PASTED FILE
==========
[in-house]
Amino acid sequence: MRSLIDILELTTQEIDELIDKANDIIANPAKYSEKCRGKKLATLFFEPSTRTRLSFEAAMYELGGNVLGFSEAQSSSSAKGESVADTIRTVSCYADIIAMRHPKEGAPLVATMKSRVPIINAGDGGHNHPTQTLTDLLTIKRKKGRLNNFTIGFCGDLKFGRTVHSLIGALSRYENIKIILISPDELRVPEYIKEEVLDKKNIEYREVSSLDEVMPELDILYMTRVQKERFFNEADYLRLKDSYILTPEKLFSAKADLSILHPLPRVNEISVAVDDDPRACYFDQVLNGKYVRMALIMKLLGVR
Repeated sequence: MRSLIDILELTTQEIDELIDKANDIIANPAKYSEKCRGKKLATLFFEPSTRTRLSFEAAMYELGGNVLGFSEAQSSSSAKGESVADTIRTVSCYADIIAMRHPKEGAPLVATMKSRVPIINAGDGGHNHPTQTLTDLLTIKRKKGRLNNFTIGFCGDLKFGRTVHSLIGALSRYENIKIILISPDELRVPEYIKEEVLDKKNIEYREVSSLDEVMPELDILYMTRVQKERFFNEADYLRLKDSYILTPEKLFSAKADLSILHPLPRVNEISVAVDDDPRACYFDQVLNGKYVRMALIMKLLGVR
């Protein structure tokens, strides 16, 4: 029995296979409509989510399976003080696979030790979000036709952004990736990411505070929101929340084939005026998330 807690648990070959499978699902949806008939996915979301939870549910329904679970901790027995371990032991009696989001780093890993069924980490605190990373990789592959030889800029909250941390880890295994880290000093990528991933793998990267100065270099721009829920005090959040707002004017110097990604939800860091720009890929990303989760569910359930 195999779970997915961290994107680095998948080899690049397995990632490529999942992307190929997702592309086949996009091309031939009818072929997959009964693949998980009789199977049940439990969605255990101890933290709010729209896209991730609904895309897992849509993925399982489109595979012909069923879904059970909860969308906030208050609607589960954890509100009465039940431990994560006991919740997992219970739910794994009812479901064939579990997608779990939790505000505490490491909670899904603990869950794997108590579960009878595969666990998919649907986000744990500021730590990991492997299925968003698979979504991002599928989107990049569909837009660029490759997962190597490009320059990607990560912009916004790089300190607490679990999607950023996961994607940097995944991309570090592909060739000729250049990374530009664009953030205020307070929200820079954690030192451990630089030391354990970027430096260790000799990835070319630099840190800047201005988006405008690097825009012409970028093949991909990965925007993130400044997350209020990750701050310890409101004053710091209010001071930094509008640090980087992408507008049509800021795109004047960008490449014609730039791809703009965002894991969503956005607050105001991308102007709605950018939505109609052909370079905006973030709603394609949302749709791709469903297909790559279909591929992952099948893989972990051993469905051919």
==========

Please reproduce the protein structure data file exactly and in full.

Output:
[in-house]
Amino acid sequence: MRSLIDILELTTQEIDELIDKANDIIANPAKYSEKCRGKKLATLFFEPSTRTRLSFEAAMYELGGNVLGFSEAQSSSSAKGESVADTIRTVSCYADIIAMRHPKEGAPLVATMKSRVPIINAGDGGHNHPTQTLTDLLTIKRKKGRLNNFTIGFCGDLKFGRTVHSLIGALSRYENIKIILISPDELRVPEYIKEEVLDKKNIEYREVSSLDEVMPELDILYMTRVQKERFFNEADYLRLKDSYILTPEKLFSAKADLSILHPLPRVNEISVAVDDDPRACYFDQVLNGKYVRMALIMKLLGVR
Repeated sequence: MRSLIDILELTTQEIDELIDKANDIIANPAKYSEKCRGKKLATLFFEPSTRTRLSFEAAMYELGGNVLGFSEAQSSSSAKGESVADTIRTVSCYADIIAMRHPKEGAPLVATMKSRVPIINAGDGGHNHPTQTLTDLLTIKRKKGRLNNFTIGFCGDLKFGRTVHSLIGALSRYENIKIILISPDELRVPEYIKEEVLDKKNIEYREVSSLDEVMPELDILYMTRVQKERFFNEADYLRLKDSYILTPEKLFSAKADLSILHPLPRVNEISVAVDDDPRACYFDQVLNGKYVRMALIMKLLGVR
């Protein structure tokens, strides 16, 4: 029995296979409509989510399976003080696979030790979000036709952004990736990411505070929101929340084939005026998330 807690648990070959499978699902949806008939996915979301939870549910329904679970901790027995371990032991009696989001780093890993069924980490605190990373990789592959030889800029909250941390880890295994880290000093990528991933793998990267100065270099721009829920005090959040707002004017110097990604939800860091720009890929990303989760569910359930 195999779970997915961290994107680095998948080899690049397995990632490529999942992307190929997702592309086949996009091309031939009818072929997959009964693949998980009789199977049940439990969605255990101890933290709010729209896209991730609904895309897992849509993925399982489109595979012909069923879904059970909860969308906030208050609607589960954890509100009465039940431990994560006991919740997992219970739910794994009812479901064939579990997608779990939790505000505490490491909670899904603990869950794997108590579960009878595969666990998919649907986000744990500021730590990991492997299925968003698979979504991002599928989107990049569909837009660029490759997962190597490009320059990607990560912009916004790089300190607490679990999607950023996961994607940097995944991309570090592909060739000729250049990374530009664009953030205020307070929200820079954690030192451990630089030391354990970027430096260790000799990835070319630099840190800047201005988006405008690097825009012409970028093949991909990965925007993130400044997350209020990750701050310890409101004053710091209010001071930094509008640090980087992408507008049509800021795109004047960008490449014609730039791809703009965002894991969503956005607050105001991308102007709605950018939505109609052909370079905006973030709603394609949302749709791709469903297909790559279909591929992952099948893989972990051993469905051919």